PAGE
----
The Heroes or Greek Fairy Tales for my Children
Page: 39And on the morrow he went to Pelias, and said, ‘Give me a victim, that I may sacrifice to Hera.’ So he went up, and offered his sacrifice; and as he stood by the altar Hera sent a thought into his mind; and he went back to Pelias, and said—
‘If you are indeed in earnest, give me two heralds, that they may go round to all the princes of the Minuai, who were pupils of the Centaur with me, that we may fit out a ship together, and take what shall befall.’
At that Pelias praised his wisdom, and hastened to send the heralds out; for he said in his heart, ‘Let all the princes go with him, and, like him, never return; for so I shall be lord of all the Minuai, and the greatest king in Hellas.’
HOW THEY BUILT THE SHIP ‘ARGO’ IN IOLCOS
So the heralds went out, and cried to all the heroes of the Minuai, ‘Who dare come to the adventure of the golden fleece?’
And Hera stirred the hearts of all the princes, and they came from all their valleys to the yellow sands of Pagasai. And first came Heracles the mighty, with his lion’s skin and club, and behind him Hylas his young squire, who bore his arrows and his bow; and Tiphys, the skilful steersman; and Butes, the fairest of all men; and Castor and Polydeuces the twins, the sons of the magic swan; and Cæneus, the strongest of mortals, whom the Centaurs tried in vain to kill, and overwhelmed him with trunks of pine-trees, but even so he would not die; and thither came Zetes and Calais, the winged sons of the north wind; and Peleus, the father of Achilles, whose bride was silver-footed Thetis, the goddess of the sea. And thither came Telamon and Oileus, the fathers of the two Aiantes, who fought upon the plains of Troy; and Mopsus, the wise soothsayer, who knew the speech of birds; and Idmon, to whom Phoebus gave a tongue to prophesy of things to come; and Ancaios, who could read the stars, and knew all the circles of the heavens; and Argus, the famed shipbuilder, and many a hero more, in helmets of brass and gold with tall dyed horse-hair crests, and embroidered shirts of linen beneath their coats of mail, and greaves of polished tin to guard their knees in fight; with each man his shield upon his shoulder, of many a fold of tough bull’s hide, and his sword of tempered bronze in his silver-studded belt; and in his right hand a pair of lances, of the heavy white ash-staves.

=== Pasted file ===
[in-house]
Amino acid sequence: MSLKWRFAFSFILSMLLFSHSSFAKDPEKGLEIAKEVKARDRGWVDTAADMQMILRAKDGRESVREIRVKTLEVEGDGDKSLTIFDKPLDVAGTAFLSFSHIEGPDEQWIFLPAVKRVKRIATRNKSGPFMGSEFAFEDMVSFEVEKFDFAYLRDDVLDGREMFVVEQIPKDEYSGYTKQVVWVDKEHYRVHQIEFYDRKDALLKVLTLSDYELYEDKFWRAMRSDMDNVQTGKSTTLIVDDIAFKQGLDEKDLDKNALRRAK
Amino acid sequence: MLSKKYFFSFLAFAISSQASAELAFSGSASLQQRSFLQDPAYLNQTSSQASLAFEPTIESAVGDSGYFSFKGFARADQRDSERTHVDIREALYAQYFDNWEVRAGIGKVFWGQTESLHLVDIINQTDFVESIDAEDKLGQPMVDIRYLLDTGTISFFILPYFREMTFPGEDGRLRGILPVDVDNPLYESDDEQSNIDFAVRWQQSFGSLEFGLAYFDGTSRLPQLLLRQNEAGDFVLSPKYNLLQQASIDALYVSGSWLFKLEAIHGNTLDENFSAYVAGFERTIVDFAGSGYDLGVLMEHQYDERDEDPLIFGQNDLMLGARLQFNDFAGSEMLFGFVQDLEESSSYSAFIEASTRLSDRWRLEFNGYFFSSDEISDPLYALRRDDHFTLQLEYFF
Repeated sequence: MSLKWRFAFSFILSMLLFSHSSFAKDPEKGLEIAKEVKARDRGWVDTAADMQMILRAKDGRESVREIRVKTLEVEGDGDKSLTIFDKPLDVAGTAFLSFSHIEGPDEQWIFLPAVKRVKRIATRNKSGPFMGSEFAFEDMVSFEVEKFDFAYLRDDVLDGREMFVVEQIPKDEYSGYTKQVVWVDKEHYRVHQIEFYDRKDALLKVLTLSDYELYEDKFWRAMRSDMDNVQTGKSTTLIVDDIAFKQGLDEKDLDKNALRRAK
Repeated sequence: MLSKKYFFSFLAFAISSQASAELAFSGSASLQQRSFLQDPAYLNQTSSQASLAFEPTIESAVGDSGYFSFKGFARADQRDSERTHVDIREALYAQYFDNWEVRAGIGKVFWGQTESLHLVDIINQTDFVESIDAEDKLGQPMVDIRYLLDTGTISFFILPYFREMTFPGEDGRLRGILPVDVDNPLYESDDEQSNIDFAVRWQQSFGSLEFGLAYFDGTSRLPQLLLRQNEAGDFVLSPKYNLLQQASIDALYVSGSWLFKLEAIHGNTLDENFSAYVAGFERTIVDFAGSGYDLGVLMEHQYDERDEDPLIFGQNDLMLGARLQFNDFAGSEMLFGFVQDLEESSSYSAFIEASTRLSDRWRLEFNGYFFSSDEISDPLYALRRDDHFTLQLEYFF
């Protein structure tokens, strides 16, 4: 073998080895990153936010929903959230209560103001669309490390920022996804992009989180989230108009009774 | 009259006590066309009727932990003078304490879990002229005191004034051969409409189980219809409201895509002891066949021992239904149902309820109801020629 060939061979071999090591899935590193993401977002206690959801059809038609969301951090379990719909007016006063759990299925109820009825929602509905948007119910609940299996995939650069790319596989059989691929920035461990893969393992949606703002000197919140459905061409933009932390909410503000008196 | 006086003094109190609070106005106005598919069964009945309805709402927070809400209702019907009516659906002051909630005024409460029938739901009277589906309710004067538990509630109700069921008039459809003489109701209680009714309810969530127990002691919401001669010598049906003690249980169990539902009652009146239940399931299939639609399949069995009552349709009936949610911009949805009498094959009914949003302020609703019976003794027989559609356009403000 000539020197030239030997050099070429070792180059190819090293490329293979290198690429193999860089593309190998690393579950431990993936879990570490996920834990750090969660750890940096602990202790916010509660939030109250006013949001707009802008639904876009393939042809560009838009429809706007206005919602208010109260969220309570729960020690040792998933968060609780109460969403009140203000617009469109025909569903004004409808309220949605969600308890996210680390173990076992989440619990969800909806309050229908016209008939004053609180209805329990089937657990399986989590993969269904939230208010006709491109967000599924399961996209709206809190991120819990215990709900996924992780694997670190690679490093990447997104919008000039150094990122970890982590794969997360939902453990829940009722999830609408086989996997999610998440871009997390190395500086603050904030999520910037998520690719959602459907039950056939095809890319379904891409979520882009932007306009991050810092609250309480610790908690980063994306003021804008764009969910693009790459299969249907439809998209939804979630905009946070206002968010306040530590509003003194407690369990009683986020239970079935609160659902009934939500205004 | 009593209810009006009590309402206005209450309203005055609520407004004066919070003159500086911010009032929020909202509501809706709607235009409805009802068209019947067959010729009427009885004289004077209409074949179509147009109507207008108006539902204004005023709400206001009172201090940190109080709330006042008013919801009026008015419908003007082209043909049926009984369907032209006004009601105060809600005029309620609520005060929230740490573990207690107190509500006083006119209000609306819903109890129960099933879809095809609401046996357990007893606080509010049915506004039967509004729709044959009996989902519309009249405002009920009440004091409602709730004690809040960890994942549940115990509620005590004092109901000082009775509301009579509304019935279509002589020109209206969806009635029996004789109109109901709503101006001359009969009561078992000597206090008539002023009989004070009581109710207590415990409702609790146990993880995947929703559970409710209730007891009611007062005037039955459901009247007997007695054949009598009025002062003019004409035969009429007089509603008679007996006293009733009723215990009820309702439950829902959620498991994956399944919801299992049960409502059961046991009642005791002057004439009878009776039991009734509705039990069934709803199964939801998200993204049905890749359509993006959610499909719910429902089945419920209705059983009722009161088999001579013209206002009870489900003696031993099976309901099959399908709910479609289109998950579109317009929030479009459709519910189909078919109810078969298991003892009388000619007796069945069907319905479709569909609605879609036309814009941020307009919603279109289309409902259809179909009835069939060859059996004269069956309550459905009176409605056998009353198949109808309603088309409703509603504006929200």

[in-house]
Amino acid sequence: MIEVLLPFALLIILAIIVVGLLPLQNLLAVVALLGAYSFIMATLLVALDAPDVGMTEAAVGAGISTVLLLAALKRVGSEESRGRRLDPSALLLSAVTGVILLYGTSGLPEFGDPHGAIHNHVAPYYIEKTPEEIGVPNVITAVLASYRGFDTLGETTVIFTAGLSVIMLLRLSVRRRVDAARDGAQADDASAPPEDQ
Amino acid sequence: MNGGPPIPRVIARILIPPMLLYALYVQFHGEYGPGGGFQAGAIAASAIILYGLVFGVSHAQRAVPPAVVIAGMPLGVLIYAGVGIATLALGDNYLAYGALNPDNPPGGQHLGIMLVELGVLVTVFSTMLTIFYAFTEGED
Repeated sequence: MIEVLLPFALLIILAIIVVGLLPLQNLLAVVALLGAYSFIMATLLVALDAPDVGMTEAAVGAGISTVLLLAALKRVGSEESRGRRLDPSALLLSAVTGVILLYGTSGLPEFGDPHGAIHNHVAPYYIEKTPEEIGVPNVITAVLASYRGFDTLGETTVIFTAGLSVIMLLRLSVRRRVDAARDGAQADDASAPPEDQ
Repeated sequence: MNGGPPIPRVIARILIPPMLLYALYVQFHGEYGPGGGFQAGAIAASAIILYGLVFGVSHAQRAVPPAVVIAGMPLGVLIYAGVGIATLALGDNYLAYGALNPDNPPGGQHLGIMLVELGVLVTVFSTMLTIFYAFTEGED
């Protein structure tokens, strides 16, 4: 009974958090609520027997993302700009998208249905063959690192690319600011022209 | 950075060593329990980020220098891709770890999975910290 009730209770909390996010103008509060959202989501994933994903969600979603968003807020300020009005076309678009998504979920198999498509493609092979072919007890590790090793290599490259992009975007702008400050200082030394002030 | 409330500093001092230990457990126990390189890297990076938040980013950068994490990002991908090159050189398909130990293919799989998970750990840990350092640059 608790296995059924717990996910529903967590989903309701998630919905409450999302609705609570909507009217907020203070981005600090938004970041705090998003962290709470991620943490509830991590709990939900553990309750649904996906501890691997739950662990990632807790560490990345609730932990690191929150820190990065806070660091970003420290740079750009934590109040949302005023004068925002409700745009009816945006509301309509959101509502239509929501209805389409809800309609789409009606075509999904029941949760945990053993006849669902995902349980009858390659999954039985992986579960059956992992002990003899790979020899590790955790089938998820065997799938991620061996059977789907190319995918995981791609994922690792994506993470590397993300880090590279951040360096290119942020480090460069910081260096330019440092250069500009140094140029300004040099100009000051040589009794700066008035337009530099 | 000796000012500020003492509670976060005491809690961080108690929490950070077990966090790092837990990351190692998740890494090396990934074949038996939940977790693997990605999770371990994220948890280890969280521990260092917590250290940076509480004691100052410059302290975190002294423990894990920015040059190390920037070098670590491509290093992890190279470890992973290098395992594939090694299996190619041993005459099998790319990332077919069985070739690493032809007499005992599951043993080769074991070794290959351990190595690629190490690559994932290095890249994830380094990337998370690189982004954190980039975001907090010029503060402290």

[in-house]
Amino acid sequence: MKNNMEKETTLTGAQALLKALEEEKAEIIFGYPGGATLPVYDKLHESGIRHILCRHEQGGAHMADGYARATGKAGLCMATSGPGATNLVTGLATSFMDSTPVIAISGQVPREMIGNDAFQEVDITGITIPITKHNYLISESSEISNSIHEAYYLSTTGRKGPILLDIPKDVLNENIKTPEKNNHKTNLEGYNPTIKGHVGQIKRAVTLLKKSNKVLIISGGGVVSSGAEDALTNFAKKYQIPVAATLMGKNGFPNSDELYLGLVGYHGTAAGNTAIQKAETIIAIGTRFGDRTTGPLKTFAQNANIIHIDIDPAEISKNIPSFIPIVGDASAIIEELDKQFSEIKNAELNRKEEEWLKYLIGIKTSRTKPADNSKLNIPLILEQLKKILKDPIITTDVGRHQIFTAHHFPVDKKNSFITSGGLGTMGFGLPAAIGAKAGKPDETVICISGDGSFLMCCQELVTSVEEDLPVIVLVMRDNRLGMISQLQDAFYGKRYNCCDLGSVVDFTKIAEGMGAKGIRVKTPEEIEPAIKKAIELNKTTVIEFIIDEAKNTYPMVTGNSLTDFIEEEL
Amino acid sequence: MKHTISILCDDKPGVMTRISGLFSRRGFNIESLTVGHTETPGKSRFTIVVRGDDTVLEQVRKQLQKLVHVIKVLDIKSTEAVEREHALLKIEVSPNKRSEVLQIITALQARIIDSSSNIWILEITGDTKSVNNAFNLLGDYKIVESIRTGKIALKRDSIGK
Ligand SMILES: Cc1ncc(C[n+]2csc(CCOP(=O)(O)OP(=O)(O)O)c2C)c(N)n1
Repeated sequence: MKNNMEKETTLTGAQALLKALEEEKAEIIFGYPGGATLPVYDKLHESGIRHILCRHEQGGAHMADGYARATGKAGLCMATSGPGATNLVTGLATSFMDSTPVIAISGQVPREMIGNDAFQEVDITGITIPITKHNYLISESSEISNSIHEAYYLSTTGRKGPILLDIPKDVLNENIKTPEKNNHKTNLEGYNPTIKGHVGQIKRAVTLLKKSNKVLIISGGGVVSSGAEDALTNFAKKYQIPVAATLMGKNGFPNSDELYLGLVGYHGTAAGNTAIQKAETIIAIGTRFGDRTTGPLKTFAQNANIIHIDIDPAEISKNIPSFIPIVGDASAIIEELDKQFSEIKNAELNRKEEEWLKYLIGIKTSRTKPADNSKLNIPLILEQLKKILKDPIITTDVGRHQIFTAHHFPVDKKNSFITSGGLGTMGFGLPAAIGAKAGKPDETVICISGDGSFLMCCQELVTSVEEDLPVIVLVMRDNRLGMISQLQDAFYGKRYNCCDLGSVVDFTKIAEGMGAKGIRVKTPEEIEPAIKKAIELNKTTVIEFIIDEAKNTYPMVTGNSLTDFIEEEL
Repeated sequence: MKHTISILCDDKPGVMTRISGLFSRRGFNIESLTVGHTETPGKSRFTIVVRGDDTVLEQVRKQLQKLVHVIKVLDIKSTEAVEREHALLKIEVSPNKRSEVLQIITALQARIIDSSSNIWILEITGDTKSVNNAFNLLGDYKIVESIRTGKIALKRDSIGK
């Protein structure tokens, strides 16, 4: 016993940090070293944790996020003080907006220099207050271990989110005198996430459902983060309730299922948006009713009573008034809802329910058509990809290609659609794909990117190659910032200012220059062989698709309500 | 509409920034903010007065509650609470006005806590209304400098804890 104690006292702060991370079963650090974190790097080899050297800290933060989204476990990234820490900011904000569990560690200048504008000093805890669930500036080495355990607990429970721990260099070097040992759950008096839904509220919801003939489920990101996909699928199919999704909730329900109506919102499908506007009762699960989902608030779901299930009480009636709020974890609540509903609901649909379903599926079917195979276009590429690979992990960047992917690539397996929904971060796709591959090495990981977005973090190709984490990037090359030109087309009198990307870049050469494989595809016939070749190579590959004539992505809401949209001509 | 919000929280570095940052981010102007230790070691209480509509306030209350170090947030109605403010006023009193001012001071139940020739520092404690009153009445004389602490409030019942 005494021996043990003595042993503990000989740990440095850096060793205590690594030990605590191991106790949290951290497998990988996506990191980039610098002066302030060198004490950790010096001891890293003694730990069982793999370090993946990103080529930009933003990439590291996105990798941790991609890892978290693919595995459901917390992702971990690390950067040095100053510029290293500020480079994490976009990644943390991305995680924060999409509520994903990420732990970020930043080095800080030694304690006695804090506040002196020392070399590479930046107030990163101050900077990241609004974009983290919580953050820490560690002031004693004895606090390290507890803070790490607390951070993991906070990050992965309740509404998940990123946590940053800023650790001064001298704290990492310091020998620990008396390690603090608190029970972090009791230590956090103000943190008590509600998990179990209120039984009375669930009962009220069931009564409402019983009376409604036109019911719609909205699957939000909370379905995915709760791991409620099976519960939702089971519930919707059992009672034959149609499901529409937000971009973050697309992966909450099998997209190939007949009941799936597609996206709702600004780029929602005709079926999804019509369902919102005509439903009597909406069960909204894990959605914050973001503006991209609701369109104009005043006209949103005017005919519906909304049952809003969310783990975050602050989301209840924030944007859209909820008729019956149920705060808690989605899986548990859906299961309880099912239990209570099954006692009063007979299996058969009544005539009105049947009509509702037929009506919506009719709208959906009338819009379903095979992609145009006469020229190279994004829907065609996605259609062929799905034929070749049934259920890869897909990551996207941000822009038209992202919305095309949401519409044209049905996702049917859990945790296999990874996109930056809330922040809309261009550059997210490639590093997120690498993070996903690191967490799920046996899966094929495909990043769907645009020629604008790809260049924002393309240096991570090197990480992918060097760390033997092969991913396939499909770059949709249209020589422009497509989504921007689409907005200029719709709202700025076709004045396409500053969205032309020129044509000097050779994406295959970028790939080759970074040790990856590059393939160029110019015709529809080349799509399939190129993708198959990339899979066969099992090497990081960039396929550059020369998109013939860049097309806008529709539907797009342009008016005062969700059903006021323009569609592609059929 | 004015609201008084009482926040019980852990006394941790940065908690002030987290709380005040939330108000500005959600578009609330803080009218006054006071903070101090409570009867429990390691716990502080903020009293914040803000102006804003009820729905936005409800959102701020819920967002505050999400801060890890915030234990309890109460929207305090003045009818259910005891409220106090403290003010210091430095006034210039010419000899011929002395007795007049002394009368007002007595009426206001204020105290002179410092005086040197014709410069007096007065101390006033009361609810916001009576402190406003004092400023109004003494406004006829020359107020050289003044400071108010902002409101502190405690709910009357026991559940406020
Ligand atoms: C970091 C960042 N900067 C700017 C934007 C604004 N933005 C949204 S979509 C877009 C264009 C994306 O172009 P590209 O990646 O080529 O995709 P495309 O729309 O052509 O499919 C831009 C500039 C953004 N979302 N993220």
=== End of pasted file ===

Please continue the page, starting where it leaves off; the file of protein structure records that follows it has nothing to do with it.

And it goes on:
So they came down to Iolcos, and all the city came out to meet them, and were never tired with looking at their height, and their beauty, and their gallant bearing and the glitter of their inlaid arms. And some said, ‘Never was such a gathering of the heroes since the Hellens conquered the land.’ But the women sighed over them, and whispered, ‘Alas! they are all going to their death!’